The blog title is how Seth Godin describes his powerful work as a permission marketer and author of numerous best-selling books. There exists a tension between digging in with both heels and throwing in the towel. How do you know when you are hiking through muck only to be rewarded by a beautiful vista or meadow around the bend? Or when it is muck, has been muck, and will always be muck?
Nobody can answer that question for you--only you can decide to continue to show up, challenge the status quo and follow your passion. But I like hearing from others that have been where we all sit from time to time. I try to articulate something similar to individuals seeking mentorship. Many seem to want a recipe or a step by step guide. Entrepreneurship is more like cooking a casserole and less like baking. Precision is needed in making a soufflé but a few bad bits will be forgiven in your casserole when you add more of the crowd pleasers--think more bacon.
This weekend the hubs and I walked down to our local library. I peruse the new non-fiction section from time to time, looking to see what I can find. We are Data: Algorithms and Making of Our Digital Selves by John Cheney-Lippold was an unexpected little treasure.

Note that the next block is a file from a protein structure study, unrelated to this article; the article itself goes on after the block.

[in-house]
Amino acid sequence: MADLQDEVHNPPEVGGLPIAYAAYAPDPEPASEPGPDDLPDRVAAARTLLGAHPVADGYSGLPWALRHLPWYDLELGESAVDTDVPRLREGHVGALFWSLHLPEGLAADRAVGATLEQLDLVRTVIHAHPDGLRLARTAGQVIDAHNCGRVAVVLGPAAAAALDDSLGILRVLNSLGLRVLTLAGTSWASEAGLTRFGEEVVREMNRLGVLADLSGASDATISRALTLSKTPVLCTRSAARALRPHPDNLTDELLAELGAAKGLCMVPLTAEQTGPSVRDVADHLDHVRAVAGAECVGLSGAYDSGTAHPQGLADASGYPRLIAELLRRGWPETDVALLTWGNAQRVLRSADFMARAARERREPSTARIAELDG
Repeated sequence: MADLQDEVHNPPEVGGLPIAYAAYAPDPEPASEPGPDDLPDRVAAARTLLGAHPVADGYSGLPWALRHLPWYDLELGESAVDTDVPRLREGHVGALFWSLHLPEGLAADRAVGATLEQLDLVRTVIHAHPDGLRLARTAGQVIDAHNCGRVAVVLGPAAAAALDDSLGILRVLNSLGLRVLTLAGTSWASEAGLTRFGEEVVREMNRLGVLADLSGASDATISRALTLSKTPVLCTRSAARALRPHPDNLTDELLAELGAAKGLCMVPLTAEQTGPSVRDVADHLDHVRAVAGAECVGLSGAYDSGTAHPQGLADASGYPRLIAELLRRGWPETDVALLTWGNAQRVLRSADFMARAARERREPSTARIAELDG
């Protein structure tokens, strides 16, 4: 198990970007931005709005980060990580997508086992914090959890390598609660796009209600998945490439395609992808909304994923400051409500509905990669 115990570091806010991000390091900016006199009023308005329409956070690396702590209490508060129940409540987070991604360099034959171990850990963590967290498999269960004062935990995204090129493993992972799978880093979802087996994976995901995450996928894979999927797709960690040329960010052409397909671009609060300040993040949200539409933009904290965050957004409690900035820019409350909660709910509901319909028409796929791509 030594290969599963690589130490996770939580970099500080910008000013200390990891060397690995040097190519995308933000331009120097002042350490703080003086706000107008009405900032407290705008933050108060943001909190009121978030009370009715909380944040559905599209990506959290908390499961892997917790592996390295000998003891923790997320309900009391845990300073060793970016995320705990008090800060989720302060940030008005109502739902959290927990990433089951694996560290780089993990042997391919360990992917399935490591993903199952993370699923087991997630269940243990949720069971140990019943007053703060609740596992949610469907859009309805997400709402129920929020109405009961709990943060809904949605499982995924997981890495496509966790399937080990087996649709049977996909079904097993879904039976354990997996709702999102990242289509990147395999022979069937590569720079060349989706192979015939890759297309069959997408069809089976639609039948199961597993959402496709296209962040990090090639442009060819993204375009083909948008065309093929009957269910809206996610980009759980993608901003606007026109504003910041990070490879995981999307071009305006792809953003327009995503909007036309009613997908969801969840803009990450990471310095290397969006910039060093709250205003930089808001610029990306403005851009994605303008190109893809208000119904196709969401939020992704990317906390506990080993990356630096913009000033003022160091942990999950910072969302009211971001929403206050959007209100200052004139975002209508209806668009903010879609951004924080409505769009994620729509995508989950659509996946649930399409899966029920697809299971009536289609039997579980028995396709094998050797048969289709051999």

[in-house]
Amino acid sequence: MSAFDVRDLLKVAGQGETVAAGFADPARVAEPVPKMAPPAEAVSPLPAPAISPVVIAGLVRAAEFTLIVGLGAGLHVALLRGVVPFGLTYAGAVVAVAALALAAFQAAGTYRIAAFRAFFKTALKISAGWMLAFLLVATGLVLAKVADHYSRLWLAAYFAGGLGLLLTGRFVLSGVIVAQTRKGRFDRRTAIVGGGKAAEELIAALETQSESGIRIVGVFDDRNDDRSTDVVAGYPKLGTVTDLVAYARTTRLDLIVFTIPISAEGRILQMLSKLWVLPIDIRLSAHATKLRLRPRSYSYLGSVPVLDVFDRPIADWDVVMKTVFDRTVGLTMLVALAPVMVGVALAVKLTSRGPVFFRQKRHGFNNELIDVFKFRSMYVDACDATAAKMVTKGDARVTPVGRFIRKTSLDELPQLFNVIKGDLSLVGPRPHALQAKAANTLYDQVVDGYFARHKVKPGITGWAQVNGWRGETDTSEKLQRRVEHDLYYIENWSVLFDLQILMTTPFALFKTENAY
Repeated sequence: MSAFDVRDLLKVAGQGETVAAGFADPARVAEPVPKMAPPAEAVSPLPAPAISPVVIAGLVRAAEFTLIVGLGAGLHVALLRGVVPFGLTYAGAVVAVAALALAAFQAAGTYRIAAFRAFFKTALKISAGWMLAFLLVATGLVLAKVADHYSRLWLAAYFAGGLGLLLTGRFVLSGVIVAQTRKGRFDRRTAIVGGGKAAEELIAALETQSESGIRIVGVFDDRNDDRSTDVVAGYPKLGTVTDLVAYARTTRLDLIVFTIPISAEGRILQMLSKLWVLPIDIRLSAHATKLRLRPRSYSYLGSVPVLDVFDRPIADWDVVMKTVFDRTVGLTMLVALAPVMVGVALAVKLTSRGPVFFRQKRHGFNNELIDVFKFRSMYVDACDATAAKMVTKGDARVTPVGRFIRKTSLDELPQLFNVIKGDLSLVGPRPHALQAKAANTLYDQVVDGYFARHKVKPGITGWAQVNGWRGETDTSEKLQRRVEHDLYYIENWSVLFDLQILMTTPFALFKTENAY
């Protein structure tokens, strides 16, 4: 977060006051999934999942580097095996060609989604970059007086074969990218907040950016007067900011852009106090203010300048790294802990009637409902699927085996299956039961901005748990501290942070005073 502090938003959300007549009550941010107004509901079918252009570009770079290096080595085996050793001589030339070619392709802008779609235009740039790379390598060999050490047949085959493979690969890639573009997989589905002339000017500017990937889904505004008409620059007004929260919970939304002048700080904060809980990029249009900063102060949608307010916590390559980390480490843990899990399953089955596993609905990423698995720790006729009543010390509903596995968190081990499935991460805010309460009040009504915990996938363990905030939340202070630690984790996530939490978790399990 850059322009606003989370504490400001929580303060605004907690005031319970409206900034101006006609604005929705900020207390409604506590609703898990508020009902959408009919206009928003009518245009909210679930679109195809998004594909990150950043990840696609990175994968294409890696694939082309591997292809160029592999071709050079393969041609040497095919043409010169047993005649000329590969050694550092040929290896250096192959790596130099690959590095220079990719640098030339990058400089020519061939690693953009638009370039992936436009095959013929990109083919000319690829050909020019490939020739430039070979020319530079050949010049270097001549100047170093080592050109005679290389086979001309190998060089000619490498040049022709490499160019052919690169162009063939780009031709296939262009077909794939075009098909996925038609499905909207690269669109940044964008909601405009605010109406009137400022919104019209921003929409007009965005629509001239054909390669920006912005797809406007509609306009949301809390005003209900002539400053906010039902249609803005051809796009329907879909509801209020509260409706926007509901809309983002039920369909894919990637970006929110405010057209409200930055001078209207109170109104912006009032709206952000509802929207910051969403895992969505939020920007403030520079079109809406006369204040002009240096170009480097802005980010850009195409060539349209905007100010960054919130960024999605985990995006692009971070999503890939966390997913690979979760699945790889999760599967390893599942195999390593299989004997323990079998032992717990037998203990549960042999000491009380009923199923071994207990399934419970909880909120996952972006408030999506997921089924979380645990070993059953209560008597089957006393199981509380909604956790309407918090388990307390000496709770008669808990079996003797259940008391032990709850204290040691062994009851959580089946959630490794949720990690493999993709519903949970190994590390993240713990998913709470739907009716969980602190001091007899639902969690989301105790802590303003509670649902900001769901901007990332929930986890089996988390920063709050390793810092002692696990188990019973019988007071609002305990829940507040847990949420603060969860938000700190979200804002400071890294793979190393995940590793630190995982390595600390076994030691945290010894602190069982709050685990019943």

Two things came to mind. Even if you aren't writing in a digital environment with any regularity you are generating huge amounts of data. So much so that Google has created a profile of who you are. Don't believe me? Go to www.google.com/ads/preferences. They may have your age and or gender wrong but your purchasing category is all that matters to the algorithm. I am flattered that my age range is 10 years younger--and yes, I am still female.
The question is posed. If you are generating data, and nobody is around to "see" it, did it happen? Timely conundrum for me--I tend not to follow the analytics around the commoditization of writing or thought leadership unless I notice an aberration. LinkedIn is one metric that continues to obfuscate. I will never understand posts that render close to 10,000 reads while others top out around 20. I would argue I am at once not that particularly interesting as well as not that dull. So what gives? I smell an algorithm.
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I am still reading the book. Algorithms fascinate me and so does the obsession around AI and machine learning.
In the absence of human oversight AI will simply learn the noise in our data. How do we grasp more oversight of our data-selves? I will keep you posted...